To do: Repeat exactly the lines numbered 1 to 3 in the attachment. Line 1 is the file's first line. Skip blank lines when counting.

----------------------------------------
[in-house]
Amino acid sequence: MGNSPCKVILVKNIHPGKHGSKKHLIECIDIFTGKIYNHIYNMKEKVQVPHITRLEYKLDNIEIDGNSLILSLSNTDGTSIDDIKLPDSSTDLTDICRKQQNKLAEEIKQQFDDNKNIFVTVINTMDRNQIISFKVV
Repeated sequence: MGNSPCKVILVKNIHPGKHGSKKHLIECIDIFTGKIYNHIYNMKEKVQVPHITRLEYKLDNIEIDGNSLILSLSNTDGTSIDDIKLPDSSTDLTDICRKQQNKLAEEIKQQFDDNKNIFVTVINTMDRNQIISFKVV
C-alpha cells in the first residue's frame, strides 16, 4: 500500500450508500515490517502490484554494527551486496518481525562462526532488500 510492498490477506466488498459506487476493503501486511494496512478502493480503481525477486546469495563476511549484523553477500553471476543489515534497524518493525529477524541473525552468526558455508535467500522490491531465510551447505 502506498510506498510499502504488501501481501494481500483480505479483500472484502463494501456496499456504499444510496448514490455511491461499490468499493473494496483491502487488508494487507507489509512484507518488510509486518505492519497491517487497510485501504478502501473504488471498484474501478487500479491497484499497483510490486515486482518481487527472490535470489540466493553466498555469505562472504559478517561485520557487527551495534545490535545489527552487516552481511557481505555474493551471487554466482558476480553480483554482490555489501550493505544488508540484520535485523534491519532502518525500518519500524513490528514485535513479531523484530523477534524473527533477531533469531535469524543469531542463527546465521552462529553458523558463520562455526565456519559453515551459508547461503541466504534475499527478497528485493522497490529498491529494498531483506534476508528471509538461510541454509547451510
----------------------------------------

[in-house]
Amino acid sequence: MGNSPCKVILVKNIHPGKHGSKKHLIECIDIFTGKIYNHIYNMKEKVQVPHITRLEYKLDNIEIDGNSLILSLSNTDGTSIDDIKLPDSSTDLTDICRKQQNKLAEEIKQQFDDNKNIFVTVINTMDRNQIISFKVV
Repeated sequence: MGNSPCKVILVKNIHPGKHGSKKHLIECIDIFTGKIYNHIYNMKEKVQVPHITRLEYKLDNIEIDGNSLILSLSNTDGTSIDDIKLPDSSTDLTDICRKQQNKLAEEIKQQFDDNKNIFVTVINTMDRNQIISFKVV